Yet writers are, as a class, extraordinarily at risk. They spend their twenties, and often their thirties, living paycheck to paycheck. They are extremely well educated, and all that education is not only expensive, but builds expensive habits. You end up with a lot of friends who make much more money than you--who don't even realize that a dinner with $10 entrees and a bottle of wine is an expensive treat, not a cheap outing to catch up on old times. Our business is in crisis, and we lose jobs often. When we do, it's catastrophic.
This is what David Brooks calls "status-income disequilibrium", and unless you are among that happy breed of writers who is married to someone with a high-paying job, or who has a trust fund, you feel it keenly. Everyone you write about makes more than you.
I think the whole society has been under the influence of "status-income disequilibrium". Watching the evolution of the consumer society in North American from the perspective of my life in a small, rural, and often economically marginal Hawaiian town, has been a series of shocking jolts with every visit to the mainland. I could just not understand where all the money was coming from and why people seemed to do nothing but commute for hours and shop. This lifestyle versus income disconnect and the disconnect between what the earnings statements of major corporations said versus my personal bewilderment, when I had anything to do with their goods and services, as to why they were making any money at all, was what led me to hold very little in equities and corporate bonds over the past ten years.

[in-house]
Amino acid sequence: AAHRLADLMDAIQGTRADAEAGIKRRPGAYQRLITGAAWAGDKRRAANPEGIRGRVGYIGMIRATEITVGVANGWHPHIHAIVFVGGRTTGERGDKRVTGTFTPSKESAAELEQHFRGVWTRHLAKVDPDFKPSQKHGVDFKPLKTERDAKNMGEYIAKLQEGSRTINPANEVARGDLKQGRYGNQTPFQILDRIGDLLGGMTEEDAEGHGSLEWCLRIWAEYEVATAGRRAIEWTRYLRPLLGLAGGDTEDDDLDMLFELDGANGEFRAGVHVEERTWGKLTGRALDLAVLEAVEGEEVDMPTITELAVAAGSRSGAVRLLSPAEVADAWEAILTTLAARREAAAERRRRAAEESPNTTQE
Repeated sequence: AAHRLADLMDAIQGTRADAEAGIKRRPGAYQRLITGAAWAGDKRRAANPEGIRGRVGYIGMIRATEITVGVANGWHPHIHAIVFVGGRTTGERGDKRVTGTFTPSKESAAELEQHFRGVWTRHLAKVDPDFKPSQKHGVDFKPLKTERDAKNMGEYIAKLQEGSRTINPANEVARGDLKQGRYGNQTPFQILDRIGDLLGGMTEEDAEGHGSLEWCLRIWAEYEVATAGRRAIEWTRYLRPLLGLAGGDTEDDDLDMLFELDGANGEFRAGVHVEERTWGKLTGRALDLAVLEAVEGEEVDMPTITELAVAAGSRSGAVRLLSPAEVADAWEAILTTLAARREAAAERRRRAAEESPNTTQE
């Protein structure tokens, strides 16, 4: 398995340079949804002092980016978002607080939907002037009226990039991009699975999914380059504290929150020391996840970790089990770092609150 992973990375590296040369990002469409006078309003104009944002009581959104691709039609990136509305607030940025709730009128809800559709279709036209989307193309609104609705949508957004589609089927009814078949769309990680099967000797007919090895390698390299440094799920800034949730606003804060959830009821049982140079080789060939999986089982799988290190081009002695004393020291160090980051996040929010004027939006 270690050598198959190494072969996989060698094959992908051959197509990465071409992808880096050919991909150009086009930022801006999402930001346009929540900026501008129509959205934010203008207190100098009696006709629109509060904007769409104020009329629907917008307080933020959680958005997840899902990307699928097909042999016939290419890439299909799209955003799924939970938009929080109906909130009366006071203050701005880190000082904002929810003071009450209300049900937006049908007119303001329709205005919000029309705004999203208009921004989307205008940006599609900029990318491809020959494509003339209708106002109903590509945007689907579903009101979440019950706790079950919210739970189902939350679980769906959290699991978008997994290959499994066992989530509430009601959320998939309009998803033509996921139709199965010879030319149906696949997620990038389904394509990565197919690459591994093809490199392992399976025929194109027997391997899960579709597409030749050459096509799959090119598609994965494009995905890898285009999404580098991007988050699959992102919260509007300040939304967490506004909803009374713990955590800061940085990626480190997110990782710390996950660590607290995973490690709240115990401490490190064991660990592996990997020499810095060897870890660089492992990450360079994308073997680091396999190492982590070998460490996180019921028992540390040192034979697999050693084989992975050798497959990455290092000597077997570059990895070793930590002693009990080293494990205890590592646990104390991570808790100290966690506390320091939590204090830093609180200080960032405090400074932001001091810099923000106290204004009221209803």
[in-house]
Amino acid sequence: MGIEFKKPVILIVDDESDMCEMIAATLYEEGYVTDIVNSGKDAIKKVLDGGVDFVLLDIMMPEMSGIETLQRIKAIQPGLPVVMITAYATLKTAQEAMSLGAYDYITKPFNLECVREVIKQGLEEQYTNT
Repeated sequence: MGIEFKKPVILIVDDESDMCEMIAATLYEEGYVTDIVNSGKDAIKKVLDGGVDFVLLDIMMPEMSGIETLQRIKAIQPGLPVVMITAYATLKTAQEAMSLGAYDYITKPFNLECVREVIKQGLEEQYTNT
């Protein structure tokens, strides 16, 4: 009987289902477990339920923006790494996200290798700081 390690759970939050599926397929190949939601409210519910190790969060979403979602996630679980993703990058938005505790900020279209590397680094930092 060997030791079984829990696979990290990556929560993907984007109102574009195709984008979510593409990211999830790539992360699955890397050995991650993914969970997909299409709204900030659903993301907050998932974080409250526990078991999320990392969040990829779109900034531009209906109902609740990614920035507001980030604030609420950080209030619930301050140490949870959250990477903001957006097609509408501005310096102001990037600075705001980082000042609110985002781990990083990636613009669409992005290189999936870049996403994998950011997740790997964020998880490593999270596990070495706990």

I have always been thankful for an early life lesson. In the early 80's, we had undergone a major financial setback ,which we knew we would recover from but had to be careful for a while. Meanwhile, most everyone around us was going on far away vacations, investing in this and that, buying larger houses, all the stuff. It was the first time I had seen this sort of thing. I kept asking "Where is all the money coming from? What are we doing wrong?". I think the hardest thing was not to be able to buy for the kids what many of their friends had. Then that bubble burst and the neighbor with the huge house and two vacation cottages, and children each with their own car, and twelve pairs of Keds in every color, was bankrupt inside of two months. The investors discovered that their financial adviser had taken off, and I discovered that they had all bought on margin.
And the past ten years have given me the same exact feeling that I had in the early 1980's. But this time, I knew better then to be envious or to even attempt to keep up with it. But I can easily see how a whole society got into this easy credit-fueled pathological spiral.